ISSN 2330-717X

Prehistoric Women’s Skeletons Show Impact Of Rigorous Manual Labor

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Women living around 7,000 years ago did a lot of heavy lifting in their early agrarian societies. Now skeletal analysis reveals they were even stronger than the top female athletes of today.

A woman’s work, they say, is never done and judging by data collected from the analysis of skeletons belonging to mid-Holocene Central European female agriculturalists, that certainly was the case for our forebears.

The contribution of women, living some 7 000 years ago, to vital agricultural tasks, such as digging, shifting grain and hauling heavy loads around, was essential to the success of farming. That the work was physically intensive is highlighted in a new study that reveals their upper body strength surpasses that of today’s elite female athletes.

The findings, published in the journal ‘Science Advances’, shine a new light on the distribution of tasks in prehistoric societies and refute the assumption that the women were confined to domestic chores and child rearing. The new work, carried out in part thanks to past EU support to the ADNABIOARC project, calls into question previously held ideas regarding the division of labour.

A window on the past

Our activities leave their traces in the skeletons we leave behind. Over the past 30 years, sexual dimorphism has been documented in anthropological studies examining temporal trends in bone strength associated with the intensification of agriculture and the development of a more sedentary lifestyle.

But because of the potential for sex-specific skeletal responses to mechanical loading, and a lack of modern comparative data, women’s activity in prehistory had been difficult to interpret. As the writers point out, ‘(…) among modern tennis players, side-to-side differences document substantially more responsiveness to mechanical loading in the male, relative to the female skeleton.’

Repeated stresses like lifting, pulling, and running leave their mark on bones. The shift from being hunter-gatherers always on the move to more weight bearing but sedentary farmers, about 10 000 years ago, left its mark on the skeletons now attracting the attention of anthropologists. The rigid, bent shinbones of men found in central Europe between 5300 B.C.E. and 100 C.E. – shaped by muscles constantly on the run – became progressively straighter and less rigid as people farmed more and roved less. But women’s shinbones didn’t change much during this same period. However, when researchers considered the upper arm bones they found a different pattern emerged.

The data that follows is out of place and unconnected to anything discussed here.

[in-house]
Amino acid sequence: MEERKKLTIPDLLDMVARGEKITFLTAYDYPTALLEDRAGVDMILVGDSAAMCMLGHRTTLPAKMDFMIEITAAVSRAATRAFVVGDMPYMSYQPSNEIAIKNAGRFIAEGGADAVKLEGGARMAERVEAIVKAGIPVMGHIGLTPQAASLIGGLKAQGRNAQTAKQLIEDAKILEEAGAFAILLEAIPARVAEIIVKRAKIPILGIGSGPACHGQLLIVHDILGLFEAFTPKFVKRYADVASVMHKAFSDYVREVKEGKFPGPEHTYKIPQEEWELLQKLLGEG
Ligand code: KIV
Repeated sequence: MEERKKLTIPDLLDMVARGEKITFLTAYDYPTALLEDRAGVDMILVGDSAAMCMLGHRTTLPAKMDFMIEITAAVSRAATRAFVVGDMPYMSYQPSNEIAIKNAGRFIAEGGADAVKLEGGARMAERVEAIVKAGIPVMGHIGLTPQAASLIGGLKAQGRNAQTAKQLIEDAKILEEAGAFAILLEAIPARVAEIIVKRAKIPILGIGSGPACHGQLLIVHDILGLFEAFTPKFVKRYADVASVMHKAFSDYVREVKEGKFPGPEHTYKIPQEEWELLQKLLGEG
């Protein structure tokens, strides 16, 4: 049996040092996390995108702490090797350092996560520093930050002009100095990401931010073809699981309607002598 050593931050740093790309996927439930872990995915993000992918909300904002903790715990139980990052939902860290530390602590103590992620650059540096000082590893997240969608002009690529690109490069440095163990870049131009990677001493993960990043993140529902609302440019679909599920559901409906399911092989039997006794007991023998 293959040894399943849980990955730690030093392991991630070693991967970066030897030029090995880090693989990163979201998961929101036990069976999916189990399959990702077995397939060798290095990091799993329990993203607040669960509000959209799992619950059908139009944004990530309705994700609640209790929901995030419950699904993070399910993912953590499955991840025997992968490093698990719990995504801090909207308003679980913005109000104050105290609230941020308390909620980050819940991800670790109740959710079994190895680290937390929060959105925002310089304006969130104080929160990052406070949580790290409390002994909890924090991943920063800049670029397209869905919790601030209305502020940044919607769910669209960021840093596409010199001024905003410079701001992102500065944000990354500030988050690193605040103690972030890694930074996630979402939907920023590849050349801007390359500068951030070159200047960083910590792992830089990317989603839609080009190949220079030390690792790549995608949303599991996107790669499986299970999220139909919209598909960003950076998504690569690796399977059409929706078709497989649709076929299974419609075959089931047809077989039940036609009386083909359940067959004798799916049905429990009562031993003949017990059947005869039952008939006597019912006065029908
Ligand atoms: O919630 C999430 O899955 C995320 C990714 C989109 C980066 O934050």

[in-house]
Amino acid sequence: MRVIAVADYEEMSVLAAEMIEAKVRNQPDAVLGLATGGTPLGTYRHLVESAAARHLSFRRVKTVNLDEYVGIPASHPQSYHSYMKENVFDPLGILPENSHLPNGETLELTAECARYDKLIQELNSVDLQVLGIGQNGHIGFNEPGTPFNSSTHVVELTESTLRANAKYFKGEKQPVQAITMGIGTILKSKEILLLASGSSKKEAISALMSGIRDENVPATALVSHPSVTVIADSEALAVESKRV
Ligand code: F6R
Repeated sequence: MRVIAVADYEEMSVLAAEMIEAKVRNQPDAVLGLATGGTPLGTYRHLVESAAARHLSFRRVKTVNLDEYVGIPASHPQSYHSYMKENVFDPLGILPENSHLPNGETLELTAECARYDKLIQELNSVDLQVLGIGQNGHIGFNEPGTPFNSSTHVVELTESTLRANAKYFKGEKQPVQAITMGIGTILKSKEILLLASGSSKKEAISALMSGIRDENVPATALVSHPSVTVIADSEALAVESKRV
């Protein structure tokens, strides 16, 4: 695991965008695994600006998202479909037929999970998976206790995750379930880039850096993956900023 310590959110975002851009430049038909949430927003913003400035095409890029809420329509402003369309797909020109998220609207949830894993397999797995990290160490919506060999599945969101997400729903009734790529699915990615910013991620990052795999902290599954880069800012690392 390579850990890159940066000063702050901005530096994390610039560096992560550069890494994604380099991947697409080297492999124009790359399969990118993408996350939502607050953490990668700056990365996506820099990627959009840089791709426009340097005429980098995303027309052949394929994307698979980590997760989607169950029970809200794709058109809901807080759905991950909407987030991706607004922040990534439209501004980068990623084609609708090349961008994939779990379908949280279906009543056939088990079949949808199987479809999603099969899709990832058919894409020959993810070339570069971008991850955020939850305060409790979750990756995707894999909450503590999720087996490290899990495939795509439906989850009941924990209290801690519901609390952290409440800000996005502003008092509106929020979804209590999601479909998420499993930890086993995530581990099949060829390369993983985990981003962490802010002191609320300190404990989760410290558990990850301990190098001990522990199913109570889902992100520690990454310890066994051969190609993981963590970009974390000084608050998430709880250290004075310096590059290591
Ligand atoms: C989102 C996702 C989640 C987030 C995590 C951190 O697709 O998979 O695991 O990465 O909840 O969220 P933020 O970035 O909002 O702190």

A different analytical approach produces new evidence

Using 3D laser imaging system, the team recorded models of 89 shinbones and 78 upper arm bones from women who lived during the Neolithic (5300 B.C.E.–4600 B.C.E.), Bronze Age (3200 B.C.E.–1450 B.C.E.), Iron Age (850 B.C.E.–100 C.E.), and Medieval (800 C.E.–850 C.E.) periods in Central Europe.

They compared humeral and tibial cross-sectional rigidity, shape, interlimb loading and interlimb strength proportions in relation to a comparative group female athletes, as well as recreationally active control subjects, as a reference group of low-impact loading. The athletes were selected for the variety of intensity and directionality their sports involved: endurance runners, football (soccer) players and rowers were recruited for the study.

The team found that humeral rigidity exceeded that of living athletes, with loading intensity biased heavily toward the upper limb. Interlimb strength proportions among Neolithic, Bronze Age, and Iron Age women were most similar to those of living semi-elite rowers. The mean values for tibial rigidity were well below those documented for the runners meaning that the prehistoric activities involved less ground reaction forces (the force exerted by the ground on a body in contact with it).

These results suggest that rigorous manual labor was a more important component of prehistoric women’s behavior than was terrestrial mobility through thousands of years of European agriculture, at levels far exceeding those of modern women.

The ADNABIOARC (From the earliest modern humans to the onset of farming: the role of climate, life-style, health, migration and selection in shaping European population history) project was interested biological adaptations, technological innovations, and behavioural plasticity provoked by early migration and farming.

Cordis source: Based on information from the project and media reports


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